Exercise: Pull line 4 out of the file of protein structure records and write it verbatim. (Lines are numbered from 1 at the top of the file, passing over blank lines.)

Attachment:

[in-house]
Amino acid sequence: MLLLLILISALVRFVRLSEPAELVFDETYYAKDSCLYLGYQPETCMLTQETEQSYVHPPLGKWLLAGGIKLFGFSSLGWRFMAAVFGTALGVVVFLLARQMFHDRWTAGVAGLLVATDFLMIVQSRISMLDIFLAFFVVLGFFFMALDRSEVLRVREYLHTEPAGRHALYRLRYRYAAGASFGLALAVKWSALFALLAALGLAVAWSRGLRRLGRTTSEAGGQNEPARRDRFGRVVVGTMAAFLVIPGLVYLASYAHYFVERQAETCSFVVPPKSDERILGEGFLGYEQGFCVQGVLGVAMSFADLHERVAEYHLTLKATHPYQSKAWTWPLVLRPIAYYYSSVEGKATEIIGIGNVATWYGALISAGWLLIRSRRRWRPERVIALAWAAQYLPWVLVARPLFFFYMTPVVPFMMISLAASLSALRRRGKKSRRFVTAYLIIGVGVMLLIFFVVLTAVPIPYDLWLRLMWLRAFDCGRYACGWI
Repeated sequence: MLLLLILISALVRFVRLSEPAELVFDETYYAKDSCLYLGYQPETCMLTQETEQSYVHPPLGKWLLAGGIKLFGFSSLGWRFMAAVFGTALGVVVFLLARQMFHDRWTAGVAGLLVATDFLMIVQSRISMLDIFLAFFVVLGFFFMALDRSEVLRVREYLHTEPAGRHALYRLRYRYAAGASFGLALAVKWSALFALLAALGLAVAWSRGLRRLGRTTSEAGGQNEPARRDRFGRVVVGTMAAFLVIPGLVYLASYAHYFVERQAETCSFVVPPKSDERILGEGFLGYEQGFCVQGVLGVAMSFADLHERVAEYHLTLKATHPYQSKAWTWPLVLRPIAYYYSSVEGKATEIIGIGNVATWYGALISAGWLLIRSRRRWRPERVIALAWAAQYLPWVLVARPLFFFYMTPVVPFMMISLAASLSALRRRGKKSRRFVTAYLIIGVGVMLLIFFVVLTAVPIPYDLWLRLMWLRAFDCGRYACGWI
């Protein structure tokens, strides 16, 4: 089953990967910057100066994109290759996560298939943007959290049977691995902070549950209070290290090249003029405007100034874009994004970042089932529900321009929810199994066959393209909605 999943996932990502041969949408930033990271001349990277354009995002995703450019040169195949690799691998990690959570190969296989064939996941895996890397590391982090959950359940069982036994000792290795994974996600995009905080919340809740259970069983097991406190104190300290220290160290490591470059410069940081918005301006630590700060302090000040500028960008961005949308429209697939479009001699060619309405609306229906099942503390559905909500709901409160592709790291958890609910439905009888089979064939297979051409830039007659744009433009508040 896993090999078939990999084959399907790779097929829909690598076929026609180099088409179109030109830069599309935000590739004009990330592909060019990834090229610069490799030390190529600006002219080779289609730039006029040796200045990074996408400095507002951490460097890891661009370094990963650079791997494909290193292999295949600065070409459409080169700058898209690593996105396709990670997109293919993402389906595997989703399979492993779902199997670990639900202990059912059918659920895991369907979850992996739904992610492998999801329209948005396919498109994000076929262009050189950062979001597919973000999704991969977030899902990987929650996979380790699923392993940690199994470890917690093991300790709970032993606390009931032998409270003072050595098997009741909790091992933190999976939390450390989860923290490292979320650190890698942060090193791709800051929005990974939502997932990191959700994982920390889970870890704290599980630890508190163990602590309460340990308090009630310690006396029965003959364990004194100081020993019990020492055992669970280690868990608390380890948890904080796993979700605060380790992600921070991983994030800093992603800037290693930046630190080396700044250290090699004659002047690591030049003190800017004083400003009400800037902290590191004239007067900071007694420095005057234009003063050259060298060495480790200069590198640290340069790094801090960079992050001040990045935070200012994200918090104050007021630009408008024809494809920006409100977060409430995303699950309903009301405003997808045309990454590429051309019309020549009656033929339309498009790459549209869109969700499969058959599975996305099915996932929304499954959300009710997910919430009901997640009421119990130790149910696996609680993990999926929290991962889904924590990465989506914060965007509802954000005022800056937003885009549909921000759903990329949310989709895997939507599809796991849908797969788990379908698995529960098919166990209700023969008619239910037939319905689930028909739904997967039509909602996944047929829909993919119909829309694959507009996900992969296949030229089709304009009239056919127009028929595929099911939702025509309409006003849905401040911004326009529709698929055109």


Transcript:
């Protein structure tokens, strides 16, 4: 089953990967910057100066994109290759996560298939943007959290049977691995902070549950209070290290090249003029405007100034874009994004970042089932529900321009929810199994066959393209909605 999943996932990502041969949408930033990271001349990277354009995002995703450019040169195949690799691998990690959570190969296989064939996941895996890397590391982090959950359940069982036994000792290795994974996600995009905080919340809740259970069983097991406190104190300290220290160290490591470059410069940081918005301006630590700060302090000040500028960008961005949308429209697939479009001699060619309405609306229906099942503390559905909500709901409160592709790291958890609910439905009888089979064939297979051409830039007659744009433009508040 896993090999078939990999084959399907790779097929829909690598076929026609180099088409179109030109830069599309935000590739004009990330592909060019990834090229610069490799030390190529600006002219080779289609730039006029040796200045990074996408400095507002951490460097890891661009370094990963650079791997494909290193292999295949600065070409459409080169700058898209690593996105396709990670997109293919993402389906595997989703399979492993779902199997670990639900202990059912059918659920895991369907979850992996739904992610492998999801329209948005396919498109994000076929262009050189950062979001597919973000999704991969977030899902990987929650996979380790699923392993940690199994470890917690093991300790709970032993606390009931032998409270003072050595098997009741909790091992933190999976939390450390989860923290490292979320650190890698942060090193791709800051929005990974939502997932990191959700994982920390889970870890704290599980630890508190163990602590309460340990308090009630310690006396029965003959364990004194100081020993019990020492055992669970280690868990608390380890948890904080796993979700605060380790992600921070991983994030800093992603800037290693930046630190080396700044250290090699004659002047690591030049003190800017004083400003009400800037902290590191004239007067900071007694420095005057234009003063050259060298060495480790200069590198640290340069790094801090960079992050001040990045935070200012994200918090104050007021630009408008024809494809920006409100977060409430995303699950309903009301405003997808045309990454590429051309019309020549009656033929339309498009790459549209869109969700499969058959599975996305099915996932929304499954959300009710997910919430009901997640009421119990130790149910696996609680993990999926929290991962889904924590990465989506914060965007509802954000005022800056937003885009549909921000759903990329949310989709895997939507599809796991849908797969788990379908698995529960098919166990209700023969008619239910037939319905689930028909739904997967039509909602996944047929829909993919119909829309694959507009996900992969296949030229089709304009009239056919127009028929595929099911939702025509309409006003849905401040911004326009529709698929055109």